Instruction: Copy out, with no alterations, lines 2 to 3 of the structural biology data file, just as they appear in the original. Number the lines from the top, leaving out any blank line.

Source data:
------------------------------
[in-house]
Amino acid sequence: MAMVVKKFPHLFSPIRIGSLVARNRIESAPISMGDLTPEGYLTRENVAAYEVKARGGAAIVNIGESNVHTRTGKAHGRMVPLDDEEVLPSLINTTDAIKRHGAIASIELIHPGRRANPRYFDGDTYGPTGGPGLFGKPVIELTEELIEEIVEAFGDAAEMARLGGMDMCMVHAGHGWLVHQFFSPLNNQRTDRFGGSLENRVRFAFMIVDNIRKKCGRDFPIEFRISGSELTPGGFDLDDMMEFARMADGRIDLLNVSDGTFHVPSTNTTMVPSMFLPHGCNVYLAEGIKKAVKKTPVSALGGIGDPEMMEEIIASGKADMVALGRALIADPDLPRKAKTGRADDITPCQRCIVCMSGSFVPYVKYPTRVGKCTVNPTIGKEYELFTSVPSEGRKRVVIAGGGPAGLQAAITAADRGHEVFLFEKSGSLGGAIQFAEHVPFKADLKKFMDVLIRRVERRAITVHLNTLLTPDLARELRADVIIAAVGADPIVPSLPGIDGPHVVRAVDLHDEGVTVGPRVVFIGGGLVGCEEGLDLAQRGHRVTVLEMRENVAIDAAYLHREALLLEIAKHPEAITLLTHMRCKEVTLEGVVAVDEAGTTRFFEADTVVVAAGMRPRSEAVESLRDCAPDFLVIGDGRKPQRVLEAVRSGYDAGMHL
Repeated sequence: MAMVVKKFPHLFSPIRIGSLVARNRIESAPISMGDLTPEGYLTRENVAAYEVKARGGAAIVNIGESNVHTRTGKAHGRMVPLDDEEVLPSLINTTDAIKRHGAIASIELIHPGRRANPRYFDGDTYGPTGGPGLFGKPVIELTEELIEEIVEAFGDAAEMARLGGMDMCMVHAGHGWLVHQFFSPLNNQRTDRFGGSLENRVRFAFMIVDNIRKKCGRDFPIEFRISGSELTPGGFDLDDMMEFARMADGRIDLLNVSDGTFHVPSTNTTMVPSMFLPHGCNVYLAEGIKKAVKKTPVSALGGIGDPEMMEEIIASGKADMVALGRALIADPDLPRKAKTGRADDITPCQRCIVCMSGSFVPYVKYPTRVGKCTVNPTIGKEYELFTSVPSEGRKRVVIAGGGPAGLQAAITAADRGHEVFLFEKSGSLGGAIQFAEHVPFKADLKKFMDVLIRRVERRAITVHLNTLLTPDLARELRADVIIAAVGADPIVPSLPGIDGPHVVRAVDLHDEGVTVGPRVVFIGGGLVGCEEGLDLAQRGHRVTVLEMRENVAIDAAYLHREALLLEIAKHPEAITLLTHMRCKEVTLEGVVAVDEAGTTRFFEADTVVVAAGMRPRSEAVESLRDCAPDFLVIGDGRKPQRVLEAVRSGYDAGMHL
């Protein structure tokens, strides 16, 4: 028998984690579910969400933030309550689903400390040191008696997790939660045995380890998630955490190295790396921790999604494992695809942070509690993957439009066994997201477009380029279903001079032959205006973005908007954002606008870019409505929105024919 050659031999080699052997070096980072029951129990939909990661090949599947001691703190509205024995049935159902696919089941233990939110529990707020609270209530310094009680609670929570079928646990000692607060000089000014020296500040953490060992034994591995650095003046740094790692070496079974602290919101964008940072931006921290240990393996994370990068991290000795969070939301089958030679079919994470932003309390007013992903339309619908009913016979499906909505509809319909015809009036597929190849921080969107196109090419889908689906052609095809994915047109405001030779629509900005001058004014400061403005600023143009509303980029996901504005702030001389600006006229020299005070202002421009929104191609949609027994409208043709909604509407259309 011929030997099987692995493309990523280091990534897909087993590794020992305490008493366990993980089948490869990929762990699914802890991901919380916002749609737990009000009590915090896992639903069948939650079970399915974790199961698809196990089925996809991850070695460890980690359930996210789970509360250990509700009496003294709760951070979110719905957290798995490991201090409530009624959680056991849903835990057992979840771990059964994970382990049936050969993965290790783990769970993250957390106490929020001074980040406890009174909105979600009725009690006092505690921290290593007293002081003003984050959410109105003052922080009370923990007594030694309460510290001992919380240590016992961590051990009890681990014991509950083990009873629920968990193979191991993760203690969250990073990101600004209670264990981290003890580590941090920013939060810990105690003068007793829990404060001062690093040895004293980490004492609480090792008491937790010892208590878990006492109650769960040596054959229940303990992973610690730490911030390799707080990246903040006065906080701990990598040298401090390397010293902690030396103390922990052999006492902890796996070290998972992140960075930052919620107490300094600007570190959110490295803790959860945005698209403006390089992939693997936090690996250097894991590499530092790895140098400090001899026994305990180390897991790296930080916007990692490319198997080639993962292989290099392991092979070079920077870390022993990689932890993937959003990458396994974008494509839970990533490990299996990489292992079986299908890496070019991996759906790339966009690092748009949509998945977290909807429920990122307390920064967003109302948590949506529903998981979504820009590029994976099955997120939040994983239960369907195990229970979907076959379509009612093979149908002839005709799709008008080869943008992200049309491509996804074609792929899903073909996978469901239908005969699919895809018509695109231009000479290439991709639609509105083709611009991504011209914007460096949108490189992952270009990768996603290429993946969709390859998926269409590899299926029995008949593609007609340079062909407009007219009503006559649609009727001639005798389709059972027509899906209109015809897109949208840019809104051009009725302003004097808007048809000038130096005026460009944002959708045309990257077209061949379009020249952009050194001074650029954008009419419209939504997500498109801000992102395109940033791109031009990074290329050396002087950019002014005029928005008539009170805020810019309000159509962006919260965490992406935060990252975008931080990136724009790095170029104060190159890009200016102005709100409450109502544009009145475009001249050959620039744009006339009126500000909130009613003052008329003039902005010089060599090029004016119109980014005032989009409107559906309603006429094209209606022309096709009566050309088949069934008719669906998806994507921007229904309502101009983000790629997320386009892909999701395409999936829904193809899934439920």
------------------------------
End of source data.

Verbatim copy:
Amino acid sequence: MAMVVKKFPHLFSPIRIGSLVARNRIESAPISMGDLTPEGYLTRENVAAYEVKARGGAAIVNIGESNVHTRTGKAHGRMVPLDDEEVLPSLINTTDAIKRHGAIASIELIHPGRRANPRYFDGDTYGPTGGPGLFGKPVIELTEELIEEIVEAFGDAAEMARLGGMDMCMVHAGHGWLVHQFFSPLNNQRTDRFGGSLENRVRFAFMIVDNIRKKCGRDFPIEFRISGSELTPGGFDLDDMMEFARMADGRIDLLNVSDGTFHVPSTNTTMVPSMFLPHGCNVYLAEGIKKAVKKTPVSALGGIGDPEMMEEIIASGKADMVALGRALIADPDLPRKAKTGRADDITPCQRCIVCMSGSFVPYVKYPTRVGKCTVNPTIGKEYELFTSVPSEGRKRVVIAGGGPAGLQAAITAADRGHEVFLFEKSGSLGGAIQFAEHVPFKADLKKFMDVLIRRVERRAITVHLNTLLTPDLARELRADVIIAAVGADPIVPSLPGIDGPHVVRAVDLHDEGVTVGPRVVFIGGGLVGCEEGLDLAQRGHRVTVLEMRENVAIDAAYLHREALLLEIAKHPEAITLLTHMRCKEVTLEGVVAVDEAGTTRFFEADTVVVAAGMRPRSEAVESLRDCAPDFLVIGDGRKPQRVLEAVRSGYDAGMHL
Repeated sequence: MAMVVKKFPHLFSPIRIGSLVARNRIESAPISMGDLTPEGYLTRENVAAYEVKARGGAAIVNIGESNVHTRTGKAHGRMVPLDDEEVLPSLINTTDAIKRHGAIASIELIHPGRRANPRYFDGDTYGPTGGPGLFGKPVIELTEELIEEIVEAFGDAAEMARLGGMDMCMVHAGHGWLVHQFFSPLNNQRTDRFGGSLENRVRFAFMIVDNIRKKCGRDFPIEFRISGSELTPGGFDLDDMMEFARMADGRIDLLNVSDGTFHVPSTNTTMVPSMFLPHGCNVYLAEGIKKAVKKTPVSALGGIGDPEMMEEIIASGKADMVALGRALIADPDLPRKAKTGRADDITPCQRCIVCMSGSFVPYVKYPTRVGKCTVNPTIGKEYELFTSVPSEGRKRVVIAGGGPAGLQAAITAADRGHEVFLFEKSGSLGGAIQFAEHVPFKADLKKFMDVLIRRVERRAITVHLNTLLTPDLARELRADVIIAAVGADPIVPSLPGIDGPHVVRAVDLHDEGVTVGPRVVFIGGGLVGCEEGLDLAQRGHRVTVLEMRENVAIDAAYLHREALLLEIAKHPEAITLLTHMRCKEVTLEGVVAVDEAGTTRFFEADTVVVAAGMRPRSEAVESLRDCAPDFLVIGDGRKPQRVLEAVRSGYDAGMHL